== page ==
Dirt Poor or Filthy Rich – Wording Famine Relief

“Hunger is a very powerful word.  Without context or definition, it causes emotional responses to percolate deep in my core.  Hunger’s six letters standing on my retina or its two syllables bouncing in my ear find me immediately feeling fear, sadness and anger.

Add context and definition, the sight or sound of hunger cause rage, contempt, disgust, helplessness, frustration, guilt, shame to fill my gut and constrict my chest.  I’ve never been hungry, truly hungry, and yet I have an instinctual knowledge of and can empathize with any living thing feeling it.

Instinct and empathy motivate me to become part of the change needed to eliminate the hunger, but they in no way prepare me for how.  Hunger initiates action, yet the causes of hunger are rationalized, tolerated.  Faced with starvation, I would still share what food I had with a starving child, but faced with the cause of that child’s hunger I would not make the same level of personal sacrifice to stop it.

This is where I start asking, ‘Why?’ “

 – the words of Jen A C



I stuck my nose into it… again. CL Litfo, that is. The off-beat, avante-guard forum played host to more Gaboo meddling: Write about Dirt Poor or Filthy Rich – winner receives donation in their name to famine relief in the Horn of Africa.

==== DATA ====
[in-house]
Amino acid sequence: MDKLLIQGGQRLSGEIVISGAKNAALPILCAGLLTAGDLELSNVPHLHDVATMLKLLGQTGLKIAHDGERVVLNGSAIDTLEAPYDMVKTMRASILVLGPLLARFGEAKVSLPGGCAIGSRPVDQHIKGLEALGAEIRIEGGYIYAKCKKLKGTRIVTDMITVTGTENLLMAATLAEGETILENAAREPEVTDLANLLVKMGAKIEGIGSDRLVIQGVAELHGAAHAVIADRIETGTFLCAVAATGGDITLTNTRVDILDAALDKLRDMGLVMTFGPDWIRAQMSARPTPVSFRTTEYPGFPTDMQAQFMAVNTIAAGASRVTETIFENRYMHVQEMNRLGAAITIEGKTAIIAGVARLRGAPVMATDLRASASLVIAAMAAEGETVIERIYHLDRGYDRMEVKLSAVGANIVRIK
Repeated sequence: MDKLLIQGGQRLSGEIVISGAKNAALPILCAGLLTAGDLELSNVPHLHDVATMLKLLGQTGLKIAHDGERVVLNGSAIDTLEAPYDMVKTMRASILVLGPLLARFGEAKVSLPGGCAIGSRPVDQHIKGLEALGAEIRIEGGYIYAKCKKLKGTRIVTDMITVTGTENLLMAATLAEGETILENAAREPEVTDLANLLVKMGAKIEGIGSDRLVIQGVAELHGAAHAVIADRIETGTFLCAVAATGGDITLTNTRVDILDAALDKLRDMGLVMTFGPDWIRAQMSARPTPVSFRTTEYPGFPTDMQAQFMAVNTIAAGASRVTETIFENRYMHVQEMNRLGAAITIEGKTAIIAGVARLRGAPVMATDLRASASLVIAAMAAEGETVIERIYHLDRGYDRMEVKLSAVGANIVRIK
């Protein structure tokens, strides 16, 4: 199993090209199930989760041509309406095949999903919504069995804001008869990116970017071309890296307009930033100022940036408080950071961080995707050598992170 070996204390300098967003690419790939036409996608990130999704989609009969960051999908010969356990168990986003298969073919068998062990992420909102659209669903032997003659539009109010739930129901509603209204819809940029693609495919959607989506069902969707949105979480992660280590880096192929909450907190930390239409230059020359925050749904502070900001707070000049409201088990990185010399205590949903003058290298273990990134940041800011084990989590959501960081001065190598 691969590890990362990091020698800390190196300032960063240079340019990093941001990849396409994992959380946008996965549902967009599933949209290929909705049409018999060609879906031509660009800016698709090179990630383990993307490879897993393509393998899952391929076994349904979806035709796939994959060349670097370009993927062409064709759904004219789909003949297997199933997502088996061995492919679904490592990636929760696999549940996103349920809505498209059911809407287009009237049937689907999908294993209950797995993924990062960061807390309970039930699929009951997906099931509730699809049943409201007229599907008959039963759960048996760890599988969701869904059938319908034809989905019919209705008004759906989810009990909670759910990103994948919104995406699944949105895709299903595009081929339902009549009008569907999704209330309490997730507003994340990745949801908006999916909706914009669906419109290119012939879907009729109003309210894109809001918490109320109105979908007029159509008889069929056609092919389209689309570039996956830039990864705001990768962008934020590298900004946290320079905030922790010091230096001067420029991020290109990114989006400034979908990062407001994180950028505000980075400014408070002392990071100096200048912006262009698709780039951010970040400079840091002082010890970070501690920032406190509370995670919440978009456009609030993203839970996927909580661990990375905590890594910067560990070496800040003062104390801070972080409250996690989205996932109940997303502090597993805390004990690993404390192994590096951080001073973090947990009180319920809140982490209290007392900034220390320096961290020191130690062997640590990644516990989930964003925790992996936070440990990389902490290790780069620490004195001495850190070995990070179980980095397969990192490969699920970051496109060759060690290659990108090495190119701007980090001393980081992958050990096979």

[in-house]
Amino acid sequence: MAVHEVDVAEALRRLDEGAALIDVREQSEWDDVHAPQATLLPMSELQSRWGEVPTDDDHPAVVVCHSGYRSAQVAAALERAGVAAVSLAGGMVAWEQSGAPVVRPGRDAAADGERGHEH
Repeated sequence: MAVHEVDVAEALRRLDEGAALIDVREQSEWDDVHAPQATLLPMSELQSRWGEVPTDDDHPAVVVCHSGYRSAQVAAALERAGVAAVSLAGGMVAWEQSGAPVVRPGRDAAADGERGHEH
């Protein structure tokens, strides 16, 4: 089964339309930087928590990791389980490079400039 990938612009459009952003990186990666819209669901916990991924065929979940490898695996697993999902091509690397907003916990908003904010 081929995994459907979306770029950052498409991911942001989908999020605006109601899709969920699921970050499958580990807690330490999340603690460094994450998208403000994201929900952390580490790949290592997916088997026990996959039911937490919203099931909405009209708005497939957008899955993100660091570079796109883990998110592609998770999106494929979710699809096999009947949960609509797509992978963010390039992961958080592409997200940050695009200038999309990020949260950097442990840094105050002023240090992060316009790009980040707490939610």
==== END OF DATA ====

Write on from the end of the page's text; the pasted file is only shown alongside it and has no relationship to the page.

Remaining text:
The challenge is dire. Starvation and dehydration are horrible ways to perish and we have the capability to do something. So, challenge other writers.

Four entrants: Trainwhistle, Wyattburp, Rytis, and Meridianshift submitted tales, each a perspective and good mind trip to how the other half lives. A hearty thank you to the writers for their effort to draw attention to the cause.

Wyattburp exposes a curious escapade into low budget health care, complete with imagery only a qualified street poet could employ. http://sfbay.craigslist.org/forums/?ID=193045205

Trainwhistle presents a deeply sentimental contrast of two characters who find joy sharing waning futures.  http://sfbay.craigslist.org/forums/?ID=193532754

Rytis came through with a brief saga from ground-level in the famine zone. His characters were experiencing a summer vacation of survival. http://sfbay.craigslist.org/forums/?ID=193587166

Theme(s) conquered by Meridianshift, who presents a winding ramble through multiple lives and circumstance in a deftly played hand at wordsmithery. Kudos. Fave scene, contains Anchorage. http://sfbay.craigslist.org/forums/?ID=193514689

The winner is…

the one who wraps their head around a plight. If I can logon—I’m having a good day. Each submission to the Dirtpoorfilthyrich contest presented a window into confluence of human experience, and before us lies yet another natural peril. Each writer gave voice and face to those lives some only imagine. Thanks to each of you, Wyatt, Rytis, Meridianshift, Train-whistle for scribing a forward to the following: